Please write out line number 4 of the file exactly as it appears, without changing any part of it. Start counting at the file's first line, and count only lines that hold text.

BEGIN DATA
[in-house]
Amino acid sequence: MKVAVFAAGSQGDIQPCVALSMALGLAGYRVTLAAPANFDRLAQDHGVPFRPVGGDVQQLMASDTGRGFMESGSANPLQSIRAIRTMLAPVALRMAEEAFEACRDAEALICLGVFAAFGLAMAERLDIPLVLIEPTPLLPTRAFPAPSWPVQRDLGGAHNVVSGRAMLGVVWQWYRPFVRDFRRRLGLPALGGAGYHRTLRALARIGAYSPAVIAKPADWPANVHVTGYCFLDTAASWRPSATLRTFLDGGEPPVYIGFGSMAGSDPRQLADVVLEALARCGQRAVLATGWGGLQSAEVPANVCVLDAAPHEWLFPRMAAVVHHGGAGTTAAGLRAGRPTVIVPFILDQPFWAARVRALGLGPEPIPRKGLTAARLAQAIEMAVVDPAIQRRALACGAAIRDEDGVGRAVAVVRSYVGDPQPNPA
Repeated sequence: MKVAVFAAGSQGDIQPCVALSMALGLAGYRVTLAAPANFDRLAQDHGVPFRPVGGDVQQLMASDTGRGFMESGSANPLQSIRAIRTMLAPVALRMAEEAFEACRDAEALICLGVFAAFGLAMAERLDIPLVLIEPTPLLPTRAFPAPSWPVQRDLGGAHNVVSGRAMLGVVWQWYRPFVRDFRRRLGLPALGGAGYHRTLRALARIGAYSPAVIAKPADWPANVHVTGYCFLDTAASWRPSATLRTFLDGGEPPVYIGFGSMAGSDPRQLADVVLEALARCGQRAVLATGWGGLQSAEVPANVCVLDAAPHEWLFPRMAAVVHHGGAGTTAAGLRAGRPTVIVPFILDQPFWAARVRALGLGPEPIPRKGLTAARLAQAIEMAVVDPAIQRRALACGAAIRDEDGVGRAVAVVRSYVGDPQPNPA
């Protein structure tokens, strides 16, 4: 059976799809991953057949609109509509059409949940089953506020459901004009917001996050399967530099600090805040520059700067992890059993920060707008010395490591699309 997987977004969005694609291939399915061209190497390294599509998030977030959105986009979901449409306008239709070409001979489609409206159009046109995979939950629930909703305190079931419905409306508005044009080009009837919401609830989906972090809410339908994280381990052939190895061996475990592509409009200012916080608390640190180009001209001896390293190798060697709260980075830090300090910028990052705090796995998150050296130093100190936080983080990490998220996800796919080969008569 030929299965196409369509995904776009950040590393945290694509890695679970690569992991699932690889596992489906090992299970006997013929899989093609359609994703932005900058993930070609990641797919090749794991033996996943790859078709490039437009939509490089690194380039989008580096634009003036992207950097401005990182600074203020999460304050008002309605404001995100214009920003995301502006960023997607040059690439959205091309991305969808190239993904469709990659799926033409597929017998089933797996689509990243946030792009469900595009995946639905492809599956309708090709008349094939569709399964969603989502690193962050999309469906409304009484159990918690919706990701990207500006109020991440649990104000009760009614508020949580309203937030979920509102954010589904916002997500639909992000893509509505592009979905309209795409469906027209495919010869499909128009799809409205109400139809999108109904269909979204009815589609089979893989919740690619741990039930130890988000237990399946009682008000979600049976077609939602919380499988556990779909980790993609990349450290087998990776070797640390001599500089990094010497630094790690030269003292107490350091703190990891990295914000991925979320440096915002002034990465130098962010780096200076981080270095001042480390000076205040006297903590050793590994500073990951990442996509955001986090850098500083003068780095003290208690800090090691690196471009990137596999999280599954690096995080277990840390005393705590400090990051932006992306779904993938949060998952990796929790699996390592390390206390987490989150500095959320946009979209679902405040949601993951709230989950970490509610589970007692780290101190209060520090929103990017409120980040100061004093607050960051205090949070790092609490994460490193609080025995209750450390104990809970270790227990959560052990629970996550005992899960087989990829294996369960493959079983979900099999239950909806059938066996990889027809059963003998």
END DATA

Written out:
């Protein structure tokens, strides 16, 4: 059976799809991953057949609109509509059409949940089953506020459901004009917001996050399967530099600090805040520059700067992890059993920060707008010395490591699309 997987977004969005694609291939399915061209190497390294599509998030977030959105986009979901449409306008239709070409001979489609409206159009046109995979939950629930909703305190079931419905409306508005044009080009009837919401609830989906972090809410339908994280381990052939190895061996475990592509409009200012916080608390640190180009001209001896390293190798060697709260980075830090300090910028990052705090796995998150050296130093100190936080983080990490998220996800796919080969008569 030929299965196409369509995904776009950040590393945290694509890695679970690569992991699932690889596992489906090992299970006997013929899989093609359609994703932005900058993930070609990641797919090749794991033996996943790859078709490039437009939509490089690194380039989008580096634009003036992207950097401005990182600074203020999460304050008002309605404001995100214009920003995301502006960023997607040059690439959205091309991305969808190239993904469709990659799926033409597929017998089933797996689509990243946030792009469900595009995946639905492809599956309708090709008349094939569709399964969603989502690193962050999309469906409304009484159990918690919706990701990207500006109020991440649990104000009760009614508020949580309203937030979920509102954010589904916002997500639909992000893509509505592009979905309209795409469906027209495919010869499909128009799809409205109400139809999108109904269909979204009815589609089979893989919740690619741990039930130890988000237990399946009682008000979600049976077609939602919380499988556990779909980790993609990349450290087998990776070797640390001599500089990094010497630094790690030269003292107490350091703190990891990295914000991925979320440096915002002034990465130098962010780096200076981080270095001042480390000076205040006297903590050793590994500073990951990442996509955001986090850098500083003068780095003290208690800090090691690196471009990137596999999280599954690096995080277990840390005393705590400090990051932006992306779904993938949060998952990796929790699996390592390390206390987490989150500095959320946009979209679902405040949601993951709230989950970490509610589970007692780290101190209060520090929103990017409120980040100061004093607050960051205090949070790092609490994460490193609080025995209750450390104990809970270790227990959560052990629970996550005992899960087989990829294996369960493959079983979900099999239950909806059938066996990889027809059963003998």